US publishers are up in arms over Brave's plans to launch a browser and apps which block ads in the name of security and privacy.
Brave, a venture which intends to launch a browser and mobile apps which displays publisher content but alters adverts to quicker, less intrusive ads, wants to turn the ad-blocking industry on its head.
Publishers are faced with the rising adoption rates of ad-blocker browser extensions and apps which strip them of revenue generated by displaying adverts on web domains, and the issue is only worsening for companies which rely on ads to stay afloat.
Brave, launched by Brendan Eich, co-founder of the Mozilla Foundation, plans to launch a browser which strips out any adverts which may harbour malicious content, filling these gaps with content from its own network.
In order to entice more users to view adverts, they will be paid a percentage of gross profits in Bitcoin -- which users can also donate to publishers if they choose -- and additional cash will be sent to publishers, ad partners and Brave itself.
According to the company, the overall aim is to remove the threat of malvertising -- the inclusion of malicious ads which link to fraudulent or malware-laden web domains -- which publications including the Daily Mail, BBC and The New York Times have become victims of in the past few years. Privacy is also a key theme, with user data stored locally rather than sent to the cloud.
Brave touts itself as a solution to the publisher v. ad-block business problem. However, a number of publishers are far from happy with this proposed business model.
A cease-and-desist letter signed by 17 members of the Newspaper Association of America (NAA) has been forwarded to Brave. Sent 7 April (.PDF) to Eich, a number of digital publishers have claimed that Brave's plans are "blatantly illegal."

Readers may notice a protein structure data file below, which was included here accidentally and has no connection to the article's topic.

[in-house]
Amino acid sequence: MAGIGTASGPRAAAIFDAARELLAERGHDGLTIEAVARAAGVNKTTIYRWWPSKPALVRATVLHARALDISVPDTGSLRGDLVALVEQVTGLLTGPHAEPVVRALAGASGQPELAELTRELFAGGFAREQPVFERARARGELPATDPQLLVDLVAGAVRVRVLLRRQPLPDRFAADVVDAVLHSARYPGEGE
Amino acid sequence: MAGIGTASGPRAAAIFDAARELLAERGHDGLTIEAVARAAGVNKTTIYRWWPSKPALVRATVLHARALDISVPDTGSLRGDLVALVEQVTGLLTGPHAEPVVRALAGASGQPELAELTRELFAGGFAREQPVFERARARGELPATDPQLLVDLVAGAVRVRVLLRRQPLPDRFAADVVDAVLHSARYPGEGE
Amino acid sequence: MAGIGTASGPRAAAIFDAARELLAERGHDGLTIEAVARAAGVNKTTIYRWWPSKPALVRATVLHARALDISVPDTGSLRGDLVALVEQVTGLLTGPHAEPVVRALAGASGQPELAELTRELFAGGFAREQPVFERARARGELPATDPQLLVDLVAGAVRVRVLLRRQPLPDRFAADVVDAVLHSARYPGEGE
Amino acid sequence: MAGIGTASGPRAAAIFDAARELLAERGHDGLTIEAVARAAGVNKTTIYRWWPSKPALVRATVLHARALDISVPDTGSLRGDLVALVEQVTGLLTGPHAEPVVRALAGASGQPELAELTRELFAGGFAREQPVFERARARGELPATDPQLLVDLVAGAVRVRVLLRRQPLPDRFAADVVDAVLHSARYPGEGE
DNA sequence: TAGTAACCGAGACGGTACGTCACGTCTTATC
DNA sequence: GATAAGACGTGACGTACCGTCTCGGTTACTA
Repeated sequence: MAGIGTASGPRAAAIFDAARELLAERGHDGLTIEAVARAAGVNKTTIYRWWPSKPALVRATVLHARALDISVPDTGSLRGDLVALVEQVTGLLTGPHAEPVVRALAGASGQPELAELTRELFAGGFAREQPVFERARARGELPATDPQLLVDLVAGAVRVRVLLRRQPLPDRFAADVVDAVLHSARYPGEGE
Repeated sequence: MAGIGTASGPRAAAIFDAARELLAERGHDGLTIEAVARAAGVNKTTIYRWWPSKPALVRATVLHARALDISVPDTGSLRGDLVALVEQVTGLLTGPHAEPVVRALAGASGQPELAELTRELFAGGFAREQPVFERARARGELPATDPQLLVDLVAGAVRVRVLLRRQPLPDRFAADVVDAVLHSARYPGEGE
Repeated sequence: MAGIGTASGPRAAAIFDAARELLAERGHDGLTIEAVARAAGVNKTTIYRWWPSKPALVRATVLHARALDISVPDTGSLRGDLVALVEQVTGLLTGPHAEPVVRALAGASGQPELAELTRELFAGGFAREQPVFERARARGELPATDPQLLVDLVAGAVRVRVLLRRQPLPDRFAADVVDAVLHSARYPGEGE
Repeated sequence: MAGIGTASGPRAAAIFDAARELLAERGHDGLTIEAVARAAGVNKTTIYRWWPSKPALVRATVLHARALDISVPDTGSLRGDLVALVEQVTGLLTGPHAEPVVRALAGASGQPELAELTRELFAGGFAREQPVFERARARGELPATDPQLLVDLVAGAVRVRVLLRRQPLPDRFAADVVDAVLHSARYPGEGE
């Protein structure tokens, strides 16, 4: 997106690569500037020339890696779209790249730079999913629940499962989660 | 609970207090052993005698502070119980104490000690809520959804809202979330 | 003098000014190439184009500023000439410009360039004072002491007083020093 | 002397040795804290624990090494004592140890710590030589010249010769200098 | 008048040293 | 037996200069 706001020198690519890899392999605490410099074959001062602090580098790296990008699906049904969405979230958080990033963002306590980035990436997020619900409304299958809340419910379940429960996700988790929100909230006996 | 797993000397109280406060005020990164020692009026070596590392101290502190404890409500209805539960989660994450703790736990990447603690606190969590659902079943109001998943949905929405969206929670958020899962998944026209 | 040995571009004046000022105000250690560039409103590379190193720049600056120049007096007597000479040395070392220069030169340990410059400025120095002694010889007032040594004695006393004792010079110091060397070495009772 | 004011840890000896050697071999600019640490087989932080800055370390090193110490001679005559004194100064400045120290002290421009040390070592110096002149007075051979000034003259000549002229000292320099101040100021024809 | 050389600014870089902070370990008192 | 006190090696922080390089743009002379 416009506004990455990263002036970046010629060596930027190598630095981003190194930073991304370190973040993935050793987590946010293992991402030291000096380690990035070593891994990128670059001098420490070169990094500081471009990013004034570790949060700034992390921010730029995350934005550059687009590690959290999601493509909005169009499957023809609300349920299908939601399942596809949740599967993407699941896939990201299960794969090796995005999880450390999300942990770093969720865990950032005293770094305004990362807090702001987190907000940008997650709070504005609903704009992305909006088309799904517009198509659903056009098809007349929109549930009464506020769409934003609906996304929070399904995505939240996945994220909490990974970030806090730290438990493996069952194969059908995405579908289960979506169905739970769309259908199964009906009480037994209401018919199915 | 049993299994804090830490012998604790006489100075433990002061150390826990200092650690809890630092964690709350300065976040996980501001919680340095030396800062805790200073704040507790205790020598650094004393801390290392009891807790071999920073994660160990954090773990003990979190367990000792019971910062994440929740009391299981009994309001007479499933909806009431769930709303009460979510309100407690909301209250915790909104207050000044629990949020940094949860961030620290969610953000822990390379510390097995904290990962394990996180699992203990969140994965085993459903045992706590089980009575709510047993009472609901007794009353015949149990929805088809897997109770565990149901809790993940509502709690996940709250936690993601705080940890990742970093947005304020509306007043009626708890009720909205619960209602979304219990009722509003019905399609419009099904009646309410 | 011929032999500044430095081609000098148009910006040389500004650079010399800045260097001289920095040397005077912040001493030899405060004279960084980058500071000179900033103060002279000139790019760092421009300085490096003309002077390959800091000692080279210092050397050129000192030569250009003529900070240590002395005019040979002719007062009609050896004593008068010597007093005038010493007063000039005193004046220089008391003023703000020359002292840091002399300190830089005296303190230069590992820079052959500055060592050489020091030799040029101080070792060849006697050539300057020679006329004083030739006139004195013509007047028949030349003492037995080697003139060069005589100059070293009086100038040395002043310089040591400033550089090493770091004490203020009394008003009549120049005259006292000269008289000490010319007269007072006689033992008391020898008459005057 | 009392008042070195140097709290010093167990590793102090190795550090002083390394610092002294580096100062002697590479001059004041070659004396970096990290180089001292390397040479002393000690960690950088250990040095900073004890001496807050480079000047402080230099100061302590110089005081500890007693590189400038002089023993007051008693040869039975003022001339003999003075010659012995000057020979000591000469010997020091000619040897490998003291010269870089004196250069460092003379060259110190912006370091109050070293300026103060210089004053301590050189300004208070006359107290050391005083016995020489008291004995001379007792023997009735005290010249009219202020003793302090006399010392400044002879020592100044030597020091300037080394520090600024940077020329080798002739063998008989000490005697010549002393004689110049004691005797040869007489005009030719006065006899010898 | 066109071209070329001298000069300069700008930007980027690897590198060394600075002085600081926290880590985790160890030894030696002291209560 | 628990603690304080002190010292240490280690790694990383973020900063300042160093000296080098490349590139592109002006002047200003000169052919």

Signatories of the letter include GateHouse Media, The New York Times Company, The Washington Post and The Tribune Company.
The complaint says that Brave's business model will "replace publishers' advertising with advertising that Brave sells for its own profit," and while Brave has said publishers will be given a slice of the pie, the advertising structure has been created "on the backs" of journalists, editors, and other staff.
According to the letter, online ads are key, and without them, reporting online could not be offered for free or at subsidized rates.
Brave's cease-and-desist letter makes the publisher's case crystal clear, stating:
"Your plan to use our content to sell your advertising is indistinguishable from a plan to steal our content to publish on your own website.
We expressly decline to participate in any way in Brave's supposed business model. We explicitly reject any compensation or consideration Brave plans to offer to us as part of its ad-blocking and ad-replacing scheme, and we refuse to accept any "site wallet" that you propose to create for our supposed benefit."
The letter ends after raising the possibility of legal suits. However, Brave was quick off the mark to refute a number of claims made in the complaint.
In a blog post on Thursday, the company said the publishers have "fundamentally misunderstood" Brave's goals. The company rejects claims that publisher's adverts are tampered with and changed to Brave's own ads, as well as the idea the browser and apps have been developed in order to pinch profits.
Instead, Brave highlights that publishers will be paid a portion of the firm's ad revenue. Publishers are slated to receive 55 percent of proceeds, 15 percent goes to ad partners, 15 percent will be issued to users and 15 percent will go to Brave itself.
In addition, the point of Brave is to remove abusive, aggressive and dangerous online ads, and to return the right to privacy to viewers by eradicating non-consensual third-party tracking.
"The news industry is in catastrophic decline and has been for years," the company states. "Brave has a model to change this dire trend by both funnelling more ad revenue to publishers and allowing users to pay them directly."
"In sum, and contrary to the misstatements of the NAA letter, Brave is the solution, not the problem, for users and publishers."